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A friend and myself would like to do some gold panning this summer for the first time. We both live in southern British Columbia and have the intention of going into some known gold producing areas.

However, I would like to know if there are any telltale signs along the banks of streams, creeks or rivers that would increase the possibility of gold being found in a particular spot over another?

We are hoping to stay away from the 'tourist like gold panning places!" Hiking and camping, with some added gold panning is our intention.

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    you should be equally concerned about not infringing on someone else's mineral rights - that's one huge benefit of hitting a tourist spot. iMapBC is an OK resource for finding crown land but it requires 1) knowledge of your general destination in advance and 2) knowledge of which map layers show what's not crown land. I have previously found gold flakes in the tourist spot at Yale (a short distance north of Hope) and the Fraser Canyon is obviously a good starting point. Steep creeks can bear nuggets but can also be very risky to access so don't let your judgement be blinded by gold fever! – tomfumb Jun 9 '16 at 16:15
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According to Chris Ralph from mindlab, you should go for these signs:

  1. Color Changes: In many districts, acidic mineral solutions have bleached the area rocks to a lighter color. This can be an indicator of gold.

  2. Iron Staining & Gossans: Not all veins produce much quartz – gold bearing veins can consist of calcite or mostly sulfides – which often weather into iron stained spots when the pyrites convert to iron oxides. Large amounts of iron oxides like hematite, magnetite and ironstone can be favorable indicators.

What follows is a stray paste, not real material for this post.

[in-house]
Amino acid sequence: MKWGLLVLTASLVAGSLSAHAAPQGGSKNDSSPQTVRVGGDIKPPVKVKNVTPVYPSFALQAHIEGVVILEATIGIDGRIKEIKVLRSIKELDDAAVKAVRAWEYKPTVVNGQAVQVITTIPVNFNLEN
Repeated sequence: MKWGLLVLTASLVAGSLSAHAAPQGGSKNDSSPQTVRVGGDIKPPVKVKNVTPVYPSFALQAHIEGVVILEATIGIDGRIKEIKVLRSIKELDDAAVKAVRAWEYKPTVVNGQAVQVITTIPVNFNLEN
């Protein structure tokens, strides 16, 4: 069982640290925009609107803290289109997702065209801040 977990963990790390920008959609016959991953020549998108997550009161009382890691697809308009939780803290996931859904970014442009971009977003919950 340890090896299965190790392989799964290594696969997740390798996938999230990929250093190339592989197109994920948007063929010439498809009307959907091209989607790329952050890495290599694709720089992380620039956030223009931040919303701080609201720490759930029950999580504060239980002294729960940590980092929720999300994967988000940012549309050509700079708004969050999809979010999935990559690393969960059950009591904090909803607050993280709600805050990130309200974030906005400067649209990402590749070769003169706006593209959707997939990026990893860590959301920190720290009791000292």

3. Quartz Vein Matter Accumulations: At times, small accumulations of quartz vein material can indicate mineralization in the area. This is a very common indicator.

  4. Productive Rock Types: The concept of favorable host rocks is an important one, but the types of rock which constitute “favorable” can vary a lot from one location to another and can be significantly different.

  5. Rock Contact Zones and Faults: Many quartz veins and other hard rock gold deposits occur in "zones" along faults or at the contact of two different types of rock.

  6. Correct Topography: As a general concept, the coarser gold does tend to hang up farther upstream. In the deserts, most of the best residual placers form in areas with moderate to flat slopes.

  7. Extensions of Known Mineral or Placer Areas: Other than pipe shaped bodies, most small scale gold deposits have a linear component. It is fairly common that new deposits can be found along this linear zone of deposition by looking for extensions along the line of deposition.

  8. Similar Geologic Areas Nearby: If a certain rock type or geologic environment has been productive for gold in one area, and the same rock type or environment occurs a few miles away in the same mountain range, it may well be worthwhile to investigate.